Murray Hoping To ‘Get On A Bit Of A Run’

The Scot is in action this week at the Shenzhen Open

In a way, it’s like déjà vu for Andy Murray.

The last time Murray played the Shenzhen Open was in 2014, when he was one year on from back surgery. The right-hander had just fallen outside the Top 10 of the ATP Rankings for the first time in more than six years. But he would win 20 of his next 22 matches, starting with a title-run in China.

Now Murray, who underwent hip surgery in January, is on the comeback trail again. He returned to action at the Fever-Tree Championships in June. And Murray has shown flashes of his best form in the five tournaments he has played, beating former World No. 3 Stan Wawrinka in Eastbourne and British No. 1 Kyle Edmund in Washington, D.C.

But the 31-year-old, who is currently World No. 308, knows he has room to continue improving.

“It’s been a while since I’ve been back, but yeah it’s kind of a similar-ish situation,” Murray said. “I’ve been playing a lot more in the build-up to Shenzhen, but it’s similar in some ways in that I’m not quite back to where I’d like to be yet, but kind of improving each week. Hopefully I can play some good tennis and get on a bit of a run.”

It has not been an easy comeback for Murray, who has tallied a 5-4 record in 2018. But the Scot says that while he’s not back at his best, he’s moving closer to it.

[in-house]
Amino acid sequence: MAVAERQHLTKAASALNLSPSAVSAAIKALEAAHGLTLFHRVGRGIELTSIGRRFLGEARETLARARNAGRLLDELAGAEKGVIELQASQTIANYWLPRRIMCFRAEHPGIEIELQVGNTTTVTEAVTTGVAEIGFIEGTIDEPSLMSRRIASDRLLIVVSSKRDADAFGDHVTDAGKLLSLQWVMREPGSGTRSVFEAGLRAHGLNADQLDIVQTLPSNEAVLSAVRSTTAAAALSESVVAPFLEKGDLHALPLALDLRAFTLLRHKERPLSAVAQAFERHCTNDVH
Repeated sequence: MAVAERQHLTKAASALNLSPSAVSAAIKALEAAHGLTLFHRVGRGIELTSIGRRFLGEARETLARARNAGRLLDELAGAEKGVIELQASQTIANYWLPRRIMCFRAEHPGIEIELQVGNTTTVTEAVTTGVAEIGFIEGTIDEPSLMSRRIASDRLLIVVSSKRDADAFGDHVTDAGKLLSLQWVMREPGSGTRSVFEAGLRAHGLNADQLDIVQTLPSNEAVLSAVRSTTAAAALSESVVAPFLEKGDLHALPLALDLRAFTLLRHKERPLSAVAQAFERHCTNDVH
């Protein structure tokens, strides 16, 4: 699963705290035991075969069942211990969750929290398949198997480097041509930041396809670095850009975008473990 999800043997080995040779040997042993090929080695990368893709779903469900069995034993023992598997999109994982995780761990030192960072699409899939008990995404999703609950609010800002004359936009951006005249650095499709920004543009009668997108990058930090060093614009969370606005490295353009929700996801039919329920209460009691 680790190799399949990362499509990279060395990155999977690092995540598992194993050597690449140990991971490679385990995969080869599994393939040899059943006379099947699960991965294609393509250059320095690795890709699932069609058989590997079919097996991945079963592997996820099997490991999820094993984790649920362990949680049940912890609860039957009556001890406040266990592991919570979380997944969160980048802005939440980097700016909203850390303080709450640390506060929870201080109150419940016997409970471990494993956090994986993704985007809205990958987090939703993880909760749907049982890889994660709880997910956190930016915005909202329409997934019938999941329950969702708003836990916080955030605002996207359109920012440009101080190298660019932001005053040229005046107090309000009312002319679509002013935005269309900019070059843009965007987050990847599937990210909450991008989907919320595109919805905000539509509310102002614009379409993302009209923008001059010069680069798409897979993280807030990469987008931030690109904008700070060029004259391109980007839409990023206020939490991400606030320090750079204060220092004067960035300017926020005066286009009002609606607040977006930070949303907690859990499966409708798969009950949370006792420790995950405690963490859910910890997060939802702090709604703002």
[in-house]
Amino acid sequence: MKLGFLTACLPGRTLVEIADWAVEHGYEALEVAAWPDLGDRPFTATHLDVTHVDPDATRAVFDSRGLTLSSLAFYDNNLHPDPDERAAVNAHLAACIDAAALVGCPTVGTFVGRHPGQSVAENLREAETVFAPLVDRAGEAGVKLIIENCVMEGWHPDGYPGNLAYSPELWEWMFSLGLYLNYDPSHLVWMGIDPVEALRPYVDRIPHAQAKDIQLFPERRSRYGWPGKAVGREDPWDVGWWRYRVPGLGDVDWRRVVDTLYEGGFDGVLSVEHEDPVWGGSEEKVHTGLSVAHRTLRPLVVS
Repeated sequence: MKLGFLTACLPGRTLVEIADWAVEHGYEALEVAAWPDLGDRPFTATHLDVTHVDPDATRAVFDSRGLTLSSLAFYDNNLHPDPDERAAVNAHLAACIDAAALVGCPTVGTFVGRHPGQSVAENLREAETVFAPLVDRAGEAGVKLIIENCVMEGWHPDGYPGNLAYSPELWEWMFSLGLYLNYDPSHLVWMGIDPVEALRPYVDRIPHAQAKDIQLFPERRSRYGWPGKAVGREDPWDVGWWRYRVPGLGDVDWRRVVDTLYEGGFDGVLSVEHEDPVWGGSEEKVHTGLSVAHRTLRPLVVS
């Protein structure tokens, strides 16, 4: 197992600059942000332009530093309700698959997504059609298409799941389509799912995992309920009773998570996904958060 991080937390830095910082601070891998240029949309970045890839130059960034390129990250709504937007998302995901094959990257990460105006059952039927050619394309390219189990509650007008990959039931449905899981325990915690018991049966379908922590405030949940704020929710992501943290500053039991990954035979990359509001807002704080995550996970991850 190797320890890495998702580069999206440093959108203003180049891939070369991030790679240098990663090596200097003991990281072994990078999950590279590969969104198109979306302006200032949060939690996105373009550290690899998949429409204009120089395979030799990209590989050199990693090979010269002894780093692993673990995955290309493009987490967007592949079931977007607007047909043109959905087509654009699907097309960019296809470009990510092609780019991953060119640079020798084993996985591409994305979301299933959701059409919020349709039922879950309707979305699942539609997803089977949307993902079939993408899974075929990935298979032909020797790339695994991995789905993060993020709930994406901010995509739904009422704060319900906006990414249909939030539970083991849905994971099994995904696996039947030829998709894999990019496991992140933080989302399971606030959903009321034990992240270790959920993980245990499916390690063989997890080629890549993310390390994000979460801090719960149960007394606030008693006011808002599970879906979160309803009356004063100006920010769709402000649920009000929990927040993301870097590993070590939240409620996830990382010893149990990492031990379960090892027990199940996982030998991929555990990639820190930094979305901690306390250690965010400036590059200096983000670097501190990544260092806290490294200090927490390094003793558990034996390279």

“[I’m] probably 85 per cent, 90 per cent. That’s from a physical perspective,” Murray said of how close he is to his top level. “I think I need matches and tournaments and also more time training where I’m feeling good so I can get a lot of practice on the court. This year for me has been a lot of starting, practising, playing a couple of tournaments and then stopping, resting, rehabbing. Like after New York, I didn’t hit a ball for two weeks and I was doing a lot of training and conditioning.”

But now in Shenzhen, Murray will have an opportunity to get more matches in. The 45-time tour-level champion opens against home favourite Zhizhen Zhang, before potentially clashing against top seed David Goffin.

Ahead of the tournament, on Saturday, Murray announced on Facebook that Shenzhen and the China Open in Beijing will be his final two tournaments of 2018. While he is happy with the ‘big strides’ he has made this year since undergoing surgery, Murray wants to finish his last couple of events in this campaign strong before buckling down for a lengthy training block to further his improvements.